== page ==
Fallback support for DX11 & DX9 isn't hard really. Just watch all the other games: Include 2 executables + 1 launcher. The launcher detects DX support (or GL option) and launches the right program.
sparkprime wrote:What I would propose is doing the work from back to front. First fixing the rendersystem API (...)
Well, you propose doing the reverse order I do. I'm writing the series of tasks regarding scene management, but it lacks a bit on the RenderSystem side. You could help up a little on that adding those tasks.
They can be done at the same time. I prefer focusing on the tasks I propose, then Render APIs; but there is no reason they can't be done concurrently if enough volunteers are found. I know what I'll be working on. But I can't speak for the rest of the team and contributors.
sparkprime wrote:(...) It needs cleaning up too, with the removal of fixed function functionality. It seems we're coming close to this with the GL4 and D3D11 work nearing completion.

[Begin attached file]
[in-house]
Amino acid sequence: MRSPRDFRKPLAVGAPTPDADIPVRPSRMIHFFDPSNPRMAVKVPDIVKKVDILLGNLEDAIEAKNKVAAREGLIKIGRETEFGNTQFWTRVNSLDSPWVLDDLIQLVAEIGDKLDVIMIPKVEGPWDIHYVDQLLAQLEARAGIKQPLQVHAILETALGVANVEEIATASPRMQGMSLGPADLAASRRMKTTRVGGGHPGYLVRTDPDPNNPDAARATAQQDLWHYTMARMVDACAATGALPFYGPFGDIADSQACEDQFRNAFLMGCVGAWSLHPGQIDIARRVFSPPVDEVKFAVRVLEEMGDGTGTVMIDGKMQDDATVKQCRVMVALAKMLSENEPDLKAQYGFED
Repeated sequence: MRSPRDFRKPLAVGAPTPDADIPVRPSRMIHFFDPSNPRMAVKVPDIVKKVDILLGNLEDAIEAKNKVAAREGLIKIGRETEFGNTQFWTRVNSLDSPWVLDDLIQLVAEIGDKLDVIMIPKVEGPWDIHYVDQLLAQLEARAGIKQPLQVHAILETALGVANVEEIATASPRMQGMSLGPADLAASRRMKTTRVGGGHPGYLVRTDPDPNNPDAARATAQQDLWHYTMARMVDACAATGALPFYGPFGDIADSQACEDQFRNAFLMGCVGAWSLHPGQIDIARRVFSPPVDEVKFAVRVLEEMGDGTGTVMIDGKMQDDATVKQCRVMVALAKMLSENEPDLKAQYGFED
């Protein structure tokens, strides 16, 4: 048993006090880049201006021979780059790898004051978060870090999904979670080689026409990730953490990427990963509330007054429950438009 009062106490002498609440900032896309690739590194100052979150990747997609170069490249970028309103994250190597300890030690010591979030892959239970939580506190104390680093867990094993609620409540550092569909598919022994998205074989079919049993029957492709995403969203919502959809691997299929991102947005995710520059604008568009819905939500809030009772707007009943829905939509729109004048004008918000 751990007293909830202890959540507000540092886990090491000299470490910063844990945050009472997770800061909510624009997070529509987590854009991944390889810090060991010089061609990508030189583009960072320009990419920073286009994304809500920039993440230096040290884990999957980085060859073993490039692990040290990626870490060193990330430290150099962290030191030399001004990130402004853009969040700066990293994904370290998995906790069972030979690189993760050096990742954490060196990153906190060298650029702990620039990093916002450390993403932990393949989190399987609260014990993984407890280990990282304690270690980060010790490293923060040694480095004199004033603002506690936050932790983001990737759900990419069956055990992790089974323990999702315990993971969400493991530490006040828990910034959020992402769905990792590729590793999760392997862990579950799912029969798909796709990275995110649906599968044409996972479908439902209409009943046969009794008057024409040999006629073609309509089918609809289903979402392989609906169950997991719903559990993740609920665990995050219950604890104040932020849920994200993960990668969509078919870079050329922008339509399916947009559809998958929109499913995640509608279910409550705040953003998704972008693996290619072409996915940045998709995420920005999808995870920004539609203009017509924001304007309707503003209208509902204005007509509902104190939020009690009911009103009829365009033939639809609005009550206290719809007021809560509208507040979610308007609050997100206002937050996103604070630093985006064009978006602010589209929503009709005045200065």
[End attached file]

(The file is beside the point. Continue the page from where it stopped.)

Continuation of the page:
Well, one of the reasons I came with the idea of States (which isn't new btw.) is not only performance and usability (since RTSS should be able to build shaders for newbies basing on their states) but also as fear the FF makes a come back. You never really know. A new architecture. A new technique. Who knows.
A year ago Forward Rendering was dying. Today Deferred Shading using GBuffers has it's days counted. In 2006 FF was dying, but Nintento chose to launch the Wii with FF. And in 2010 FF appeared to be a dead end, but it was a good idea for the tessellator (since Geometry Shaders sucked at that).
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Re: Ogre 2.0 doc (slides) - Updated 1st dec 2012

Post by Xavyiy » Sat Dec 01, 2012 7:58 pm

I'm on a hurry so it's going to be fast, I just want to share my opinion about dark_sylinc's addendum:

As some of you may know, 3 years ago I spent 2 months building a general-purpose task library, which I use in the Paradise Engine. In that scope, a whole framework to parallelize(Engine, editor, ocean simulation, ...), something like that is needed since it's very useful defining a list of tasks, define dependencies between them if needed, and then execute them relying on the task scheduler.